Steve also had a great sense of humor. We would screw around all of the time. In 2003, we were working on a keynote demo of video conferencing with iChat on the Mac, and Al Gore was gracious enough during his busy schedule to make time to do the demo remotely with us. We were rehearsing the day before the keynote and Al is up on the giant 35-foot screen, and Steve in front of the Mac, and they were going back and forth discussing about what they were going to talk about. Al and Steve start joking a little bit, and as a comeback to something Al said, Steve turned around and mooned Al. He literally dropped his pants. Now, it was PG — he had his boxers on — but he mooned Al. All of us working on it were just dying.
There were so many good times. We would be sitting backstage during the shows in darkness behind a giant wall and on the other side of the wall was an audience, anything from a thousand to six thousand people. We’re watching this huge screen projected in reverse and you know every slide, every video, every demo, and we’re just waiting. And then you’ll hear the applause or the cheer. You just get filled with so much happiness and pride — about all this work for months that came to this moment. We would be back there with Steve and he’s feeling the same thing. And that fuels us through the whole show. Those were always great shared moments with Steve.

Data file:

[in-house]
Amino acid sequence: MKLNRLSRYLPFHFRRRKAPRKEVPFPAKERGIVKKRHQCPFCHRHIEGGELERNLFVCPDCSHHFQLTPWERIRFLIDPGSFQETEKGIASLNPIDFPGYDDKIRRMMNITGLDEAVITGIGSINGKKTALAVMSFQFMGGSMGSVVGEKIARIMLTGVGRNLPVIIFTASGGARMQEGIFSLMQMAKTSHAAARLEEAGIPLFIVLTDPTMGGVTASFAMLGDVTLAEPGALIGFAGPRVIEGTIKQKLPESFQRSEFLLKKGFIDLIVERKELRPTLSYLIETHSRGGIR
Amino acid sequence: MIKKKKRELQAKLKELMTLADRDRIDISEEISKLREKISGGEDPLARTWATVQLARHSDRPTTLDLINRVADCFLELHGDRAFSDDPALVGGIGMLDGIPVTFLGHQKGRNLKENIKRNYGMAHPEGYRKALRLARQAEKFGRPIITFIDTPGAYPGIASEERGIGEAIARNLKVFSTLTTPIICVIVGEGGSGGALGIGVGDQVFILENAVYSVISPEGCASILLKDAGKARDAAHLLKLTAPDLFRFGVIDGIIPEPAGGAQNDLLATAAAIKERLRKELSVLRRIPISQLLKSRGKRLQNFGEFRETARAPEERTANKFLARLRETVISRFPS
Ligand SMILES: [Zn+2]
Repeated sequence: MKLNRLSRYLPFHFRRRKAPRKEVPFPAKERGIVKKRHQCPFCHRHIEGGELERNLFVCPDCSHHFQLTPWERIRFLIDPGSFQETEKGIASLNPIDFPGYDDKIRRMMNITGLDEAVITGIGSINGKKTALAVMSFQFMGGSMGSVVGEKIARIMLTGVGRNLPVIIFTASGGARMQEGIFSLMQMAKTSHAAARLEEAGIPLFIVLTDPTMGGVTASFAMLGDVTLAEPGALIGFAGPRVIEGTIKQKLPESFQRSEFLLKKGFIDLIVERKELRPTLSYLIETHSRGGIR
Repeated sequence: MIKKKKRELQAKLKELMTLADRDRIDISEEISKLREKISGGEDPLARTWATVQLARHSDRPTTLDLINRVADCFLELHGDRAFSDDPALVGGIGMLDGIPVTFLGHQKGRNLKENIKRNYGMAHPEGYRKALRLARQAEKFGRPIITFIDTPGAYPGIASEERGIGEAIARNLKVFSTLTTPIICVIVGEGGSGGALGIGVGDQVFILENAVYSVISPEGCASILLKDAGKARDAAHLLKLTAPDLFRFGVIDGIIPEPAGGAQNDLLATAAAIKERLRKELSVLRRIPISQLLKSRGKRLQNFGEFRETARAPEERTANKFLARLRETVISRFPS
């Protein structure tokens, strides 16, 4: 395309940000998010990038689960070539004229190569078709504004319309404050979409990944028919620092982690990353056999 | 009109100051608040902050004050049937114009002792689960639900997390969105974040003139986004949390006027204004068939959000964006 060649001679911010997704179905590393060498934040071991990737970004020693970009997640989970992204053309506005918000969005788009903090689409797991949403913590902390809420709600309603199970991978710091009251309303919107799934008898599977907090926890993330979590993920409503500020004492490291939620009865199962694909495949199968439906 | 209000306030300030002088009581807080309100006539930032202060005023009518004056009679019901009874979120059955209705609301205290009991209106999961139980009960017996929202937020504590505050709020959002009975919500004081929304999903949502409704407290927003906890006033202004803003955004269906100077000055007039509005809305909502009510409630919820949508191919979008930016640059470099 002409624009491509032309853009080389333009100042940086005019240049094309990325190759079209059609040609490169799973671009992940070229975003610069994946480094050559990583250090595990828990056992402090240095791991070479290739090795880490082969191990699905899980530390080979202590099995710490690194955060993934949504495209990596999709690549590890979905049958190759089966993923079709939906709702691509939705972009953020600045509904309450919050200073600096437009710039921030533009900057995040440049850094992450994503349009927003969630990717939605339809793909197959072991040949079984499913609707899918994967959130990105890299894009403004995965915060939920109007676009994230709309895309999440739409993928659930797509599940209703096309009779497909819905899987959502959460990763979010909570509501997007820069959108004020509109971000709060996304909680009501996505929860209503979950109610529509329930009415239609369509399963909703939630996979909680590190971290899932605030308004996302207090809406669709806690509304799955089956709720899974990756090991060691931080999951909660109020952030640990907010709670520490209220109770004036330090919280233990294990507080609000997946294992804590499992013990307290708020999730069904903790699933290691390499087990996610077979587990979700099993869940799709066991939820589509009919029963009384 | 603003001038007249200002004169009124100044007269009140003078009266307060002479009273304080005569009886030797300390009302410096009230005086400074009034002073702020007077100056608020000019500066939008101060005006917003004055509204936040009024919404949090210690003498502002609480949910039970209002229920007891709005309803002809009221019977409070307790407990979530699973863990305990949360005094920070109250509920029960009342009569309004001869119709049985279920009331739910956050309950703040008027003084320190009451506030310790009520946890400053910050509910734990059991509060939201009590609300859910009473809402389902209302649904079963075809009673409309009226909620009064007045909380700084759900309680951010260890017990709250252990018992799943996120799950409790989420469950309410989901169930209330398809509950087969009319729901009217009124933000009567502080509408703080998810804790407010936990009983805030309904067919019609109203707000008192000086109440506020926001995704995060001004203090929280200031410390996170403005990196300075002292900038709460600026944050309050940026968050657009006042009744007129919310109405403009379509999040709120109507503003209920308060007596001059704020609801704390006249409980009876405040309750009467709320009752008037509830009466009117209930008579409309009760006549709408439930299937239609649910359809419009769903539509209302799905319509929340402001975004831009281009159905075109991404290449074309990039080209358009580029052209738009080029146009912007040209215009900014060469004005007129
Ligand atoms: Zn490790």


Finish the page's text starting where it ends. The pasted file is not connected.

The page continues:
Steve cared so much about keynotes that he would want to talk about them immediately after. He’d ask, “How do you think it went? How do you think people reacted? What do you think the press is writing?” He’d always call me while he was driving home and say, “Hey, I want to talk to you.” It was just the way it was, and it was a warm, great thing.
The day before Steve passed away, we had had a keynote, and Steve obviously wasn’t there because he was home ill. We had finished the keynote, and were getting ready for press meetings, and I got the message, “Hey, Steve would like to see you. Can you please come by his house?” Stupid me, I was thinking, “Oh great, we just get done with the keynote, and he wants to talk about it — same old Steve.” I’m driving almost into Palo Alto before it hit me full on: “Oh… that’s not why I’m going to his house.”